Nokia Sells Its Handset Business To Microsoft And Remakes Its Future

By Stephen D. Simpson, CFA | September 04, 2013 AAA

From virtually the day that Nokia (NYSE:NOK) and Microsoft (Nasdaq:MSFT) began working together on mobile handsets and smartphones investors have speculated whether Microsoft would acquire Nokia's handset business. Not only had Nokia continued to struggle with the transition to smartphones, some argued that Microsoft would want to “control its ecosystem” in the same way that Apple (Nasdaq: AAPL) and Google (Nasdaq: GOOG) do through their software and hardware operations.

That all came home to roost on Tuesday, as the two companies announced a transformative deal that will see Microsoft acquire Nokia's phone business and license significant intellectual property (IP). After the deal, Nokia will be a cash-rich wireless infrastructure company, while Microsoft will be much more geared towards handsets and consumer devices.

The Deal
Assuming that Nokia and Microsoft get all of the necessary approvals, Microsoft will acquire Nokia's Devices and Services business for EUR 5.5 billion (or about $7.3 billion). Within that figure, Microsoft is paying EUR 3.79B in cash for the D&S business and EUR 1.65B for a 10-year non-exclusive IP licensing agreement. The deal also includes an agreement whereby Microsoft will license and use Nokia's mapping technology and services. As part of the deal, Microsoft will immediately make EUR 1.5B available to Nokia through a three-tranche debt structure.

Microsoft will be using its large hoard of overseas cash to pay for this deal. The company will be adding roughly 32,000 Nokia employees, as well as the handset unit's production facilities. Current Nokia Stephen Elop will join Microsoft as the leader of its devices business; he is already rumored to become the CEO of all of Microsoft upon Steve Ballmer's retirement.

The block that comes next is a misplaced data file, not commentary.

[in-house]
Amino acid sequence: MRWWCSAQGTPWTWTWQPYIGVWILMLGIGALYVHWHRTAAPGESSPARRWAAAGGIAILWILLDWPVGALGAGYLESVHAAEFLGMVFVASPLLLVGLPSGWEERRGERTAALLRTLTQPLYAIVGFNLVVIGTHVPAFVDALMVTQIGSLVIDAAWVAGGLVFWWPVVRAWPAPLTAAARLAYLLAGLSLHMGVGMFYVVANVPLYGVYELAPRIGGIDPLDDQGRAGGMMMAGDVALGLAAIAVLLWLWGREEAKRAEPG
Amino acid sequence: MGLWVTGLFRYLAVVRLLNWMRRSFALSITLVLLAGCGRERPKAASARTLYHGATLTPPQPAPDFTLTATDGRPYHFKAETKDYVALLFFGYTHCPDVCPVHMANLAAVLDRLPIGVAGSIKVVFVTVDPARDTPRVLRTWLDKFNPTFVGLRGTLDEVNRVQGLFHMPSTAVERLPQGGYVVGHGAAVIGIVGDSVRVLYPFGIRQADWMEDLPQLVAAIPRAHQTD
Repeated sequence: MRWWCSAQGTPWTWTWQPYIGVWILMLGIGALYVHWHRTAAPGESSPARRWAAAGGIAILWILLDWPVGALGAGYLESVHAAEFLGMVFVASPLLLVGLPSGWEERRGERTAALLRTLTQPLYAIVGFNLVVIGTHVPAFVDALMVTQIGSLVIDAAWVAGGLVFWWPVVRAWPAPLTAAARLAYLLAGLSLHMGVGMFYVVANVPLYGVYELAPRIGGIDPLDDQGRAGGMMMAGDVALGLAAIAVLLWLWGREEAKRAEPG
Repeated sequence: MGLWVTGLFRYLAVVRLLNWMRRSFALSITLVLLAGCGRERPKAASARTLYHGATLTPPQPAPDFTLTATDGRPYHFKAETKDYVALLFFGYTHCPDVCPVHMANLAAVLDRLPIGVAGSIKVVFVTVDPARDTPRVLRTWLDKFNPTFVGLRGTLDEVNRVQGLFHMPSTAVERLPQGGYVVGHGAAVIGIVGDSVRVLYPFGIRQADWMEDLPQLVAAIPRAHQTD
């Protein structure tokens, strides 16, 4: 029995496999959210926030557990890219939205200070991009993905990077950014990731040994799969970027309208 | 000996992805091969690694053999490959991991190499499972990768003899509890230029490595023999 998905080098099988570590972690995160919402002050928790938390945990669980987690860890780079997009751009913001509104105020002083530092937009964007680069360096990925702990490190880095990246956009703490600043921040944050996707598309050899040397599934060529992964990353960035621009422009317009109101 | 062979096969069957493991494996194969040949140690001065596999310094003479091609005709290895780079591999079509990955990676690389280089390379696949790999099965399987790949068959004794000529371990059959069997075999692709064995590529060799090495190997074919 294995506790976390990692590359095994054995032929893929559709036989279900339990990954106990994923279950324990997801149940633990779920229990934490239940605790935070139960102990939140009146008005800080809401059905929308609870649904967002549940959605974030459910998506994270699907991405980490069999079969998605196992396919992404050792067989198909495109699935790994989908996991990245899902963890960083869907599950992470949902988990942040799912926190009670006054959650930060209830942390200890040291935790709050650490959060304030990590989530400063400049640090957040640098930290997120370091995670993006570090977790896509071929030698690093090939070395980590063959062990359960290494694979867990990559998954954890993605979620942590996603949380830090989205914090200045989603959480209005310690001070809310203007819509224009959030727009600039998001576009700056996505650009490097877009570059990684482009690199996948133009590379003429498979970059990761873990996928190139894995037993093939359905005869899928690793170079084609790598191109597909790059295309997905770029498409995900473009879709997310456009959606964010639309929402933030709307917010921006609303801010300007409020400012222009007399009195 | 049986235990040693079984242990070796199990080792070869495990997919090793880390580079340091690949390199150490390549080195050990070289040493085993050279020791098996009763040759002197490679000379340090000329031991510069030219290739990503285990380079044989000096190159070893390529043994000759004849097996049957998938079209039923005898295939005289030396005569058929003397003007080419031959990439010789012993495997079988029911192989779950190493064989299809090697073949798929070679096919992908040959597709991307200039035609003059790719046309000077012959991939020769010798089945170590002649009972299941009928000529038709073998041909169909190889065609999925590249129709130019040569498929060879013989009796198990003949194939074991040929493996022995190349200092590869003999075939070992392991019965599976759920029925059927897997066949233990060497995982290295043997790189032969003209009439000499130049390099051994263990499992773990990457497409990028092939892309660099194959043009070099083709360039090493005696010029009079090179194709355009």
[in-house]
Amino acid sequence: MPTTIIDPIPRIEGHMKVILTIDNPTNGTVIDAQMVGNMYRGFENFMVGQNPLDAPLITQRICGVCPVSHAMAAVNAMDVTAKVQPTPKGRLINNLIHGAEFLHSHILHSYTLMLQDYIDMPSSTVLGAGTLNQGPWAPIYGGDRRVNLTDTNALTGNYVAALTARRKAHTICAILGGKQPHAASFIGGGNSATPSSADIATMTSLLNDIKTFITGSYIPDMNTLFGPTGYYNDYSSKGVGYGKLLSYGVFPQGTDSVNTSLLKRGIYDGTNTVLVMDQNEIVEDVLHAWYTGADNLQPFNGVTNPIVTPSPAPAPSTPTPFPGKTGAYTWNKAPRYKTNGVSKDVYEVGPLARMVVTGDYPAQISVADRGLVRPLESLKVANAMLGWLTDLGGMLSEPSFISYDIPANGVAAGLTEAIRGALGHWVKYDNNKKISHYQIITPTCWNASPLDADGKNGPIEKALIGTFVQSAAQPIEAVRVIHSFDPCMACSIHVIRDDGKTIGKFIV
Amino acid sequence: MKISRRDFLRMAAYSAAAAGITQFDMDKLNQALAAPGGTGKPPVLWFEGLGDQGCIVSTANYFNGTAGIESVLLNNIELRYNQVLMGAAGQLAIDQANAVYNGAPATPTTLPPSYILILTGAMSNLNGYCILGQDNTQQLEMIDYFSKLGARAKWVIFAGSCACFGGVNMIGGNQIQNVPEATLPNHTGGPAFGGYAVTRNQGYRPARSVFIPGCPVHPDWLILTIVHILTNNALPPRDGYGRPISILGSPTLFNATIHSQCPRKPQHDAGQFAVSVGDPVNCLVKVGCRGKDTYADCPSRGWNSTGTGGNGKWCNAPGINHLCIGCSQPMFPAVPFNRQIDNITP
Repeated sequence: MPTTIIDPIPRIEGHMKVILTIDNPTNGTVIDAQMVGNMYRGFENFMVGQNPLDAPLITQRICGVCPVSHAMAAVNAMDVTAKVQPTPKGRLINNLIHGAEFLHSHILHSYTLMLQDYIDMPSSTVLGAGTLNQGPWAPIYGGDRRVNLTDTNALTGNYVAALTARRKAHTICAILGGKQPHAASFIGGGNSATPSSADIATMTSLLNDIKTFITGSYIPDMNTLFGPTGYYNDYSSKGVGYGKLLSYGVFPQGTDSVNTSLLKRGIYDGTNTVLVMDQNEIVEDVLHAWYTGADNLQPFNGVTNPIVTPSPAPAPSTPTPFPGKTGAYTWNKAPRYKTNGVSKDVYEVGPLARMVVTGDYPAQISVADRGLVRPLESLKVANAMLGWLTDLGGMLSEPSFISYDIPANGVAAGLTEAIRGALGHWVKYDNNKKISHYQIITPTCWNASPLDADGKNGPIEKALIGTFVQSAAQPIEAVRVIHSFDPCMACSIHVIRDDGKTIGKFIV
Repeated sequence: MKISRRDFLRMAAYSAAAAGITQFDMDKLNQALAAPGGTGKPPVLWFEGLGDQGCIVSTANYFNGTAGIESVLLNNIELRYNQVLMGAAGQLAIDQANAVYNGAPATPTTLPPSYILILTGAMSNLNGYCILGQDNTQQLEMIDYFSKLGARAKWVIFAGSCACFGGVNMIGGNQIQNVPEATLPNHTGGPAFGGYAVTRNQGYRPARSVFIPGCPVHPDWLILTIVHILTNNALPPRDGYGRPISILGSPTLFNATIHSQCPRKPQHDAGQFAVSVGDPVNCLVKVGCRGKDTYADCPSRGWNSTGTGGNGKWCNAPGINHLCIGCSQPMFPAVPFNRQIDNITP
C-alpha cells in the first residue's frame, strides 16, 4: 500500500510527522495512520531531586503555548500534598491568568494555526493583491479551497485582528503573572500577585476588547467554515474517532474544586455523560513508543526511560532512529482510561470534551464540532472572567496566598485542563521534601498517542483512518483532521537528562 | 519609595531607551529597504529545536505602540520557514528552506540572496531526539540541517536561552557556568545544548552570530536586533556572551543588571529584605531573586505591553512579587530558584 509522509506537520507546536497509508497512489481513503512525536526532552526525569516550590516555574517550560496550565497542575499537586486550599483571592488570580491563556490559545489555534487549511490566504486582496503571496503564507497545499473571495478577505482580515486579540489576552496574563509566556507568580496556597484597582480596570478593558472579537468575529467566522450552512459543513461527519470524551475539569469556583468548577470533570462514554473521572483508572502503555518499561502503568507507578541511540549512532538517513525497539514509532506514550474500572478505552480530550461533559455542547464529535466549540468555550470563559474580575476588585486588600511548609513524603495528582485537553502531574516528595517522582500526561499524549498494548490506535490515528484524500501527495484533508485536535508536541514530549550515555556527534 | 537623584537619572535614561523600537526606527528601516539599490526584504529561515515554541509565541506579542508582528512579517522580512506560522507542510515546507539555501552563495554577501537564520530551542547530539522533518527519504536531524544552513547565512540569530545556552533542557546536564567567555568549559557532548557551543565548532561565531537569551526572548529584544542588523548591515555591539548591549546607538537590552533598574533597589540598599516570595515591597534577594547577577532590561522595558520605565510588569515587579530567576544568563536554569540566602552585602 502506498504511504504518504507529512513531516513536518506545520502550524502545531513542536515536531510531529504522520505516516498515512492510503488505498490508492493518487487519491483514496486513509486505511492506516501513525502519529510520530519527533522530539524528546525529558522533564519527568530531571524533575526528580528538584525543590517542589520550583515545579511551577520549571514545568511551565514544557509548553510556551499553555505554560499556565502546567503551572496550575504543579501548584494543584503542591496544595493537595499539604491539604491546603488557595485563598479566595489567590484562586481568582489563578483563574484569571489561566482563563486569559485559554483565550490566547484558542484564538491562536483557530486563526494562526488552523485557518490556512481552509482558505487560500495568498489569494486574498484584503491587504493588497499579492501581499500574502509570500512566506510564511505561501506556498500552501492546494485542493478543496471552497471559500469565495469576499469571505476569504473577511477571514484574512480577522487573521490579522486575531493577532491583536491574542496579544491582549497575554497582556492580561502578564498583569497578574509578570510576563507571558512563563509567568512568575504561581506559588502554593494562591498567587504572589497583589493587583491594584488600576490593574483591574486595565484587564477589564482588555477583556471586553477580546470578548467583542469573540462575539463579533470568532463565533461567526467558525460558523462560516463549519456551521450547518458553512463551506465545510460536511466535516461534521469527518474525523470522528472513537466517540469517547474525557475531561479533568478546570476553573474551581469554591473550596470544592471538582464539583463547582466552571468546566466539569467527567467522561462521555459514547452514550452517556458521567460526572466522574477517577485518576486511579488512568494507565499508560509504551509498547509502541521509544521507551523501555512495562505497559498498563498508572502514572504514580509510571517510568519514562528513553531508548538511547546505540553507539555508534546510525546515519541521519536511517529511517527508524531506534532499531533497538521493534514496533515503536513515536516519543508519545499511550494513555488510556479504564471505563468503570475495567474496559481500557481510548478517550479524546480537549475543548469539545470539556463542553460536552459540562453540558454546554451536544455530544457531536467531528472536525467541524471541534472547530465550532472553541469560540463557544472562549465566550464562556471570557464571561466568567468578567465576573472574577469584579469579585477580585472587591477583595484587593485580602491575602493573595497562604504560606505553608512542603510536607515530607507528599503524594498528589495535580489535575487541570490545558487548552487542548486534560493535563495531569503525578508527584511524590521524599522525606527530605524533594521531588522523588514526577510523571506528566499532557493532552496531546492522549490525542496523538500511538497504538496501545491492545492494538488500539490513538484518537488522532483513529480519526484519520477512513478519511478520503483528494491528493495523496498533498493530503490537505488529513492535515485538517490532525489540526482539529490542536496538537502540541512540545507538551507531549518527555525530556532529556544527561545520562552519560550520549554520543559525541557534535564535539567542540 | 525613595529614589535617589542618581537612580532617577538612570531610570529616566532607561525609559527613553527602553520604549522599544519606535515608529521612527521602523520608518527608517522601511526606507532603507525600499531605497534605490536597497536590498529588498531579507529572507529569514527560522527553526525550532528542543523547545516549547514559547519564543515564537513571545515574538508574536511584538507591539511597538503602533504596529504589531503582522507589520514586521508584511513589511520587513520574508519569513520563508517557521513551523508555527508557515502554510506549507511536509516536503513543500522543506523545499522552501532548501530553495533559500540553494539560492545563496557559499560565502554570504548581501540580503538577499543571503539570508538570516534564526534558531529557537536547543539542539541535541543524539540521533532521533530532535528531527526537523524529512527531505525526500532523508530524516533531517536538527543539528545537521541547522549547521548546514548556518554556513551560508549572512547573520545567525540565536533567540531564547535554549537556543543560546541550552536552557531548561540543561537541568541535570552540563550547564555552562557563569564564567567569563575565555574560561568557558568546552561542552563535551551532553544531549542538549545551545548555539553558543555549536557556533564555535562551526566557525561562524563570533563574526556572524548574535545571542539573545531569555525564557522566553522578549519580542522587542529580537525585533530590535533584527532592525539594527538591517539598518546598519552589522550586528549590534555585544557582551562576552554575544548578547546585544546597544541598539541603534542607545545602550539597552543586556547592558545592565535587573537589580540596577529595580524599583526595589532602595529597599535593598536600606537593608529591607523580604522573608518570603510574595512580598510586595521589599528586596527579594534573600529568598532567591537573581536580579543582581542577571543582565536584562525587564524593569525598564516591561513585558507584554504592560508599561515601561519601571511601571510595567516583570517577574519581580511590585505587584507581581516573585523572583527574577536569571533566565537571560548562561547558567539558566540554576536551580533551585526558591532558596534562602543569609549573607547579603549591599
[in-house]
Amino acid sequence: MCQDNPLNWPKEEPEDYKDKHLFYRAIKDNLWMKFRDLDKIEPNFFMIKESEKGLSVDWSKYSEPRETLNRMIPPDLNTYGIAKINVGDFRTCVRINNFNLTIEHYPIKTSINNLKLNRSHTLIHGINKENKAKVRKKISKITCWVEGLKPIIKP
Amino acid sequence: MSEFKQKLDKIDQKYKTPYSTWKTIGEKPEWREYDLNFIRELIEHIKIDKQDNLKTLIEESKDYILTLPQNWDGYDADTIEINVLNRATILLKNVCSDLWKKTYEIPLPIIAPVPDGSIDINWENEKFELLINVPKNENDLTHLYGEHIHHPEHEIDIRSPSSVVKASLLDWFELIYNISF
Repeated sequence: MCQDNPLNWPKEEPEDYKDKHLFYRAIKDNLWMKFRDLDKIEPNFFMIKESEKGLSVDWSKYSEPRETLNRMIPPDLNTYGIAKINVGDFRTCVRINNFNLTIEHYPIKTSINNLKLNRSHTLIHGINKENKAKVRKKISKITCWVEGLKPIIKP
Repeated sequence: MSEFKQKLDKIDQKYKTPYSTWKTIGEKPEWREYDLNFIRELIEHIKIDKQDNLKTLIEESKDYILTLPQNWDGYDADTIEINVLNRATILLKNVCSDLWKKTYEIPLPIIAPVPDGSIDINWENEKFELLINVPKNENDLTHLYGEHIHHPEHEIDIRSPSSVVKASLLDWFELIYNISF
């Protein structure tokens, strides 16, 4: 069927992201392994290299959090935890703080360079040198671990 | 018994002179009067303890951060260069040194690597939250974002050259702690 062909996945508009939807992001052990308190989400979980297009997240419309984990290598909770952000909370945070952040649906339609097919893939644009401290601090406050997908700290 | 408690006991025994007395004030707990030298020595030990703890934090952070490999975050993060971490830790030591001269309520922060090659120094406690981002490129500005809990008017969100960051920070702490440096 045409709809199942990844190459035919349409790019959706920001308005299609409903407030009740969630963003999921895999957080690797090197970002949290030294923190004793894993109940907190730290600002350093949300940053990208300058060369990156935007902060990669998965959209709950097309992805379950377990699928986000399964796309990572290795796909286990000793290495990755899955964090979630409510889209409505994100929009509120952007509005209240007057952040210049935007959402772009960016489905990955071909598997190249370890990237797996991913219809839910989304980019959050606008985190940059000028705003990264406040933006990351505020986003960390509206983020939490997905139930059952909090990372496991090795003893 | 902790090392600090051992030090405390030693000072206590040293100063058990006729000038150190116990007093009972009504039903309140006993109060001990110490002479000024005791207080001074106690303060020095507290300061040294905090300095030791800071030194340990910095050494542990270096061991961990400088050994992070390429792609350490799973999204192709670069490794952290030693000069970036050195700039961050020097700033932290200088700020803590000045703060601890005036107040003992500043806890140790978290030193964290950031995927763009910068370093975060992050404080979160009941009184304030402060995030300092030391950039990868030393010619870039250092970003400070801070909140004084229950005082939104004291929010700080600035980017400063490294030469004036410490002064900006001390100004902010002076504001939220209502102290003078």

Another New Nokia
As I'm sure many other writers and analysts will write today, Nokia has a long history of innovation and transformation, having once been involved in businesses like pulp/paper, rubber, and power generation. With this deal, Nokia exits a business where it was once incredibly successful but had been surpassed by rivals such as Apple and Samsung.

With the previously-announced acquisition of Siemens' (NYSE:SI) stake in Nokia Siemens Networks, Nokia will now be mostly a wireless equipment company with roughly 15% market share against competitors like Ericsson (Nasdaq: ERIC), Huawei, and Alcatel-Lucent (NYSE:ALU). To that end, it's well worth wondering if Nokia will use that sizable net cash balance to add scale through acquisitions – companies like Ciena (Nasdaq:CIEN), Finisar (Nasdaq:FNSR), and Alcatel-Lucent would all be affordable.

Nokia will likely need to find a new CEO. Chairman Risto Siilasmaa will take the CEO role for now. It will also be interesting to see what Nokia does with its Advanced Technologies unit – a sort of “skunkworks” within Nokia that has been working on projects including nano tech and graphene.

A Lot of Work For Microsoft to Do
Microsoft has taken a lot of criticism for its efforts in devices, included the Surface tablet. Spending billions on a handset business widely considered to be noncompetitive is not likely to please investors, but Nokia's business may be somewhat stronger than commonly reported. New handsets have done well at the low end of the smartphone market, and though Nokia's position in the U.S. is still weakening, the company has been doing better in Western Europe, Latin America, and Asia.

The Bottom Line
Nokia's shares are likely to soar in Tuesday trading, as the company got excellent value for its handset business and now has a very clean balance sheet with significantly less operating risk (the networks business has been doing pretty well lately). Fair value on these shares will likely jump to the EUR 4.50 to 5.00 level, or about $6.00 to $6.65.

For Microsoft, I expect a pullback in the shares. Investors will have to accept that Microsoft has made consumer mobile devices a priority and taken on the challenge of competing with the phones of Apple and Samsung and the operating systems of Apple and Google.

Disclosure – As of this writing, the author has no financial positions in any companies mentioned.

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